Dear Care and Feeding,
My school is one of the many that have had multiple Zoom-bombings. First, it was a kid who said the N-word. Then it was another kid who showed his, um, inappropriate item. We have had a horrible time with these, and I am just horrified and scared. Today was the cherry on top of the mountain of garbage: A kid in a group chat started spamming the N-word. He is white, and I am terrified. How can I make this stop? I want to leave all group chats and not talk to anyone but my closest friends, but I have no idea what to do.
— Zoom Out
Ugh, I am so sorry that your Zoom experience has been so riddled by online harassment, which feels disgusting at any age. If these are mandatory class meetings, you should speak to your parents, your teacher, and, if necessary, an administrator from your school about switching to another platform that is more secure. If these are calls that have been organized by peers for social reasons, there is no need for you to submit yourself to such an uncomfortable space in order to talk to your buddies. Let them know you’re no fan of the platform and that you can be reached otherwise for chitchat and/or online fun. Be safe out there, and there’s nothing wrong with taking screen breaks when something unsettling happens online.
Help us keep giving the advice you crave every week. Sign up for Slate Plus now.
Dear Care and Feeding,
Our state has slowly been opening up over the past few weeks, and our nanny started back at work last week. After four days, however, she expressed her discomfort at returning to work in our home as she lives with a person who is a high risk for COVID-19. My partner has been an essential worker during quarantine, so legally, she could have been working for us, but we followed the governor’s general guidelines and gave her more time at home. She is saying she will be able to come back in June. I can tell, and I completely understand, that she has a great deal of anxiety about working in our home. She says she both needs the money but also wishes to quarantine more aggressively. We have been following stay-at home orders, but our social distancing hasn’t been perfect (we see neighbors and friends in the yard; have a social isolation bubble with another family). Her discomfort is also making me anxious. I understand and sympathize with her trepidation, but I also really need child care for my two small children. Are we just no longer a good fit? I’m not sure if I should hang on because we love and trust her or let her go.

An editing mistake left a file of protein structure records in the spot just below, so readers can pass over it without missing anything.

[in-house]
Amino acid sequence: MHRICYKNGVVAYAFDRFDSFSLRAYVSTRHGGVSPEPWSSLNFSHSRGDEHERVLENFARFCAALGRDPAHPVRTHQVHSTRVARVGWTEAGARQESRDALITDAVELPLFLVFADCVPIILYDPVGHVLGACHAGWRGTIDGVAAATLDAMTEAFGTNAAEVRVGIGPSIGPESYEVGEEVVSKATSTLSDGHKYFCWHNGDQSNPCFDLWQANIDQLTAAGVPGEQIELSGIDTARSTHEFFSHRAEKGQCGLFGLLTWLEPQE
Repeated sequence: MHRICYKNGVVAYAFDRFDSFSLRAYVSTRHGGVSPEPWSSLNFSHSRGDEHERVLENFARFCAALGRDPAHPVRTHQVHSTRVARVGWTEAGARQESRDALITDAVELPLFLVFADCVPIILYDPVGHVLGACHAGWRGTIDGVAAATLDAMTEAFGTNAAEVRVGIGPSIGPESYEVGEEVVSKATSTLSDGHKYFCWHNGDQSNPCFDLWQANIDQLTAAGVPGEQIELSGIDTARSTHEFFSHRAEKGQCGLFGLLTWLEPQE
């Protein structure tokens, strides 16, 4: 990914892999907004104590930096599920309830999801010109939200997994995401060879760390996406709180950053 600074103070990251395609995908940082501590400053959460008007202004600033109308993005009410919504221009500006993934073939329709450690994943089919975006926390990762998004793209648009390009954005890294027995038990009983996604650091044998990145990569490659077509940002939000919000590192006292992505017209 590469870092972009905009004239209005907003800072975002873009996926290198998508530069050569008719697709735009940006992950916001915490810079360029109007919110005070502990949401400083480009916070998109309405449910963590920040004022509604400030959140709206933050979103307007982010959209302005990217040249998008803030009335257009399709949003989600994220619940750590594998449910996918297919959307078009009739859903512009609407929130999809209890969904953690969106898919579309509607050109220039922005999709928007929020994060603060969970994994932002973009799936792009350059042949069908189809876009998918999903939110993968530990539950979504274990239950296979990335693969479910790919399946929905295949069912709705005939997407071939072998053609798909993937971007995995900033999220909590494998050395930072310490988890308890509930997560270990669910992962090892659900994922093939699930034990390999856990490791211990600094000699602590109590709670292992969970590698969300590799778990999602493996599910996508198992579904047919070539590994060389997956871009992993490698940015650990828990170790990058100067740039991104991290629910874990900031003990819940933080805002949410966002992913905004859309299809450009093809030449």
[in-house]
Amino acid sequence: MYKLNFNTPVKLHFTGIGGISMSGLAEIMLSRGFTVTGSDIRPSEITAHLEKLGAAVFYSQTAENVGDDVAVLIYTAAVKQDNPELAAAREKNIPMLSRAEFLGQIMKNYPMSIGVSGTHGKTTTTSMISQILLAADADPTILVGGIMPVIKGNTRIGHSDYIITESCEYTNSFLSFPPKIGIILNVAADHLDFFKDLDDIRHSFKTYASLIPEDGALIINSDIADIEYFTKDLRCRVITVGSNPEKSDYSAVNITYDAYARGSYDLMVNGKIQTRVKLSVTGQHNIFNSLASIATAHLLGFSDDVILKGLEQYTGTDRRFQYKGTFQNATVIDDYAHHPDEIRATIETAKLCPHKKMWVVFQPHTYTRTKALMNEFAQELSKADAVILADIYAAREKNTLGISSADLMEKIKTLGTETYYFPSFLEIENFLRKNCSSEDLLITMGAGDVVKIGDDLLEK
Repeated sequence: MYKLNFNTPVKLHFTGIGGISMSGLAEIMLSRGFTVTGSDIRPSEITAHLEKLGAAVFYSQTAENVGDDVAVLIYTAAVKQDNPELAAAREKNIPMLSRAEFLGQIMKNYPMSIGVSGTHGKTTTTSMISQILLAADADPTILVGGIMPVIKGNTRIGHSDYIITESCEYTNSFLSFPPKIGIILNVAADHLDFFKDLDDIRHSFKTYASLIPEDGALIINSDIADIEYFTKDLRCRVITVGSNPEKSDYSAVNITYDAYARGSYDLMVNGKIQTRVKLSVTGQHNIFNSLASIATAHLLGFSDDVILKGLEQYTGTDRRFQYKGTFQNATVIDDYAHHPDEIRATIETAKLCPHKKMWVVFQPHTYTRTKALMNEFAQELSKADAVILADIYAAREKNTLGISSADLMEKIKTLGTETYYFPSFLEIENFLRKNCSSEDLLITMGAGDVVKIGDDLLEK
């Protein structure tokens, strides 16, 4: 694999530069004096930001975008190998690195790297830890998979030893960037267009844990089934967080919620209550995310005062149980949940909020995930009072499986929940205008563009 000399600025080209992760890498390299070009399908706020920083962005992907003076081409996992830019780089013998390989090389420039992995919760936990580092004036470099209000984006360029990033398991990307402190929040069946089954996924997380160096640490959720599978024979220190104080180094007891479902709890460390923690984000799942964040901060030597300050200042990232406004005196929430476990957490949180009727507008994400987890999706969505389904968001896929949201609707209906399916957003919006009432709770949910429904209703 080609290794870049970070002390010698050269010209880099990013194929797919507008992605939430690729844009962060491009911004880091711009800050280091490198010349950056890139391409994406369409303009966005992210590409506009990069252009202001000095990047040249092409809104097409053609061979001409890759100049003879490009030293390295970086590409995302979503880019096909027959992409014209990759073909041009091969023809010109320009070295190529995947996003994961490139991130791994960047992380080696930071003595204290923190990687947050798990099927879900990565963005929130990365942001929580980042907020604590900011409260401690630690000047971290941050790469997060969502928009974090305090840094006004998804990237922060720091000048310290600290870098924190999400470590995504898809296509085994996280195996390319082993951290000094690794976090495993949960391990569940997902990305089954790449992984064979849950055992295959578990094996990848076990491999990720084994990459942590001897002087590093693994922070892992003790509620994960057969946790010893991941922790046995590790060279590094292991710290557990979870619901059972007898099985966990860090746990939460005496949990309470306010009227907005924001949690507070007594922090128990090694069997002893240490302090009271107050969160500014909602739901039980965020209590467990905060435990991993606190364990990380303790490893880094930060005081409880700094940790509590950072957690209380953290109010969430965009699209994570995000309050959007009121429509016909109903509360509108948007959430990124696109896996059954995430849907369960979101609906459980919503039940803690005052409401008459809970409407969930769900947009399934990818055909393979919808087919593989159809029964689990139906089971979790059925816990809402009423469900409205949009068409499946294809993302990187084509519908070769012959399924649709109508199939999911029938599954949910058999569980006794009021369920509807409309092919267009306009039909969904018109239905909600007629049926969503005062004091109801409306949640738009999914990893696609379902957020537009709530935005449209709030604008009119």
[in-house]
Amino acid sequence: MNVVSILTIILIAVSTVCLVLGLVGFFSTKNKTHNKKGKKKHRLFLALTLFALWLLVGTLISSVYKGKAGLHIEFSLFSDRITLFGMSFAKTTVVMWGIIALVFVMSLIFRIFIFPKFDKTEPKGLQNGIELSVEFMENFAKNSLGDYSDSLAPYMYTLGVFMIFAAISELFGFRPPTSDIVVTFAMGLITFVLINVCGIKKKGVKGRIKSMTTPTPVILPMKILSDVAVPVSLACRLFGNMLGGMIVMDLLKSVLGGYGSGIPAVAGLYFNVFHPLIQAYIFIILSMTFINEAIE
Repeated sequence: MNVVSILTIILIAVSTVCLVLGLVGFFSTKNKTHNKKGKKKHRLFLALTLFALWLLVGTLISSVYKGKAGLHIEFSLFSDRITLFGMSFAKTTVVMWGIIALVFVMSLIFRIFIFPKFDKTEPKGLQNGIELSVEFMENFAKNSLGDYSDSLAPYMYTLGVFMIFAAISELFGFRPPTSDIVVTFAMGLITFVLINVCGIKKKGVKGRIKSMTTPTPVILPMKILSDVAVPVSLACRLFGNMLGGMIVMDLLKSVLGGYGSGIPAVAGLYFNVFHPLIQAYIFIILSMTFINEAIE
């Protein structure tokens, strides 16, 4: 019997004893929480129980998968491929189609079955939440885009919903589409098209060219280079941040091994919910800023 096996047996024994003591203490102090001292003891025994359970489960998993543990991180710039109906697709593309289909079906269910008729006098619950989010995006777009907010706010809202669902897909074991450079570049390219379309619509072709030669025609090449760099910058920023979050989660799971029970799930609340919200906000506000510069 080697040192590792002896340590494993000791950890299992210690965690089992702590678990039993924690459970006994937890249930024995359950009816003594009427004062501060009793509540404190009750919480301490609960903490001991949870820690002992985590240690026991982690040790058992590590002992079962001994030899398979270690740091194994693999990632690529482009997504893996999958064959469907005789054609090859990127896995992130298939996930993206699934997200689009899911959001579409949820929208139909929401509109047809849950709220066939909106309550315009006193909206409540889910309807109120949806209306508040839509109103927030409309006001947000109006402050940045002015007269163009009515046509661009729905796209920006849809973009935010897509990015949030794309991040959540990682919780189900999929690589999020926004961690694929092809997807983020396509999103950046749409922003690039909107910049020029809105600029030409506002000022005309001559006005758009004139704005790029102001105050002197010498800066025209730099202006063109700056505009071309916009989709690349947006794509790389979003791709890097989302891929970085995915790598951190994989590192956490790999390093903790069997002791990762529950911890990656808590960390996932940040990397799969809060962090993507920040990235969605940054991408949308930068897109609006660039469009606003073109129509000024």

— Child Care in the Time of COVID
Your partner is an essential worker. Your nanny, who relies on working for you for income, lives with someone who is high risk (and, of course, is a person herself who may become quite ill from COVID despite not presenting known risk factors). It seems likely that you had some sort of time to prepare for the reopening of your state and the return of this employee. Yet, you didn’t stop your flagrant disregard for social distancing in advance of her reemergence in your home, nor have you implied here that you are willing to change your behaviors in order to keep your nanny and her housemate safe.
Are you sure that you “love” her? Because you haven’t even shown her a shred of basic human decency here, and no, allowing her to take off more time than the state would have mandated due to your partner’s essential job does not count.
Nannies, housekeepers, and other in-home service workers have died and will continue to die because their employers refuse to prioritize the safety of this largely POC and working-class demographic over their own needs—needs that include backyard gatherings and social distancing bubbles that those of us who have an established higher risk of COVID-19 infection and/or death don’t have the privilege of having.
I don’t want to be overly harsh, but there is a sharp contrast between many of the people who treat social distancing as a terrible inconvenience to be performed at will and not out of obligation, and those who are forced to encounter them in order to make a living. And it is absolutely horrific.
Your husband’s job introduces a level of risk to your nanny even if your family had been practicing effective social distancing, but it sounds like she was willing to assume that risk either out of loyalty to your household and/or because she desperately needs to continue working. Again, you chose not to repay her for that sacrifice by letting go of your socializing. If you care about this woman at all, you ought to shut down your activities now and abstain from them for at least two weeks before she is scheduled to return. You did say you loved her, right? Well, you wouldn’t send her back to the job market during a pandemic in order to keep up with a dangerously indulgent habit that sends an awful message to your kids if they are old enough to see you flouting the rules, would you? I sure hope not.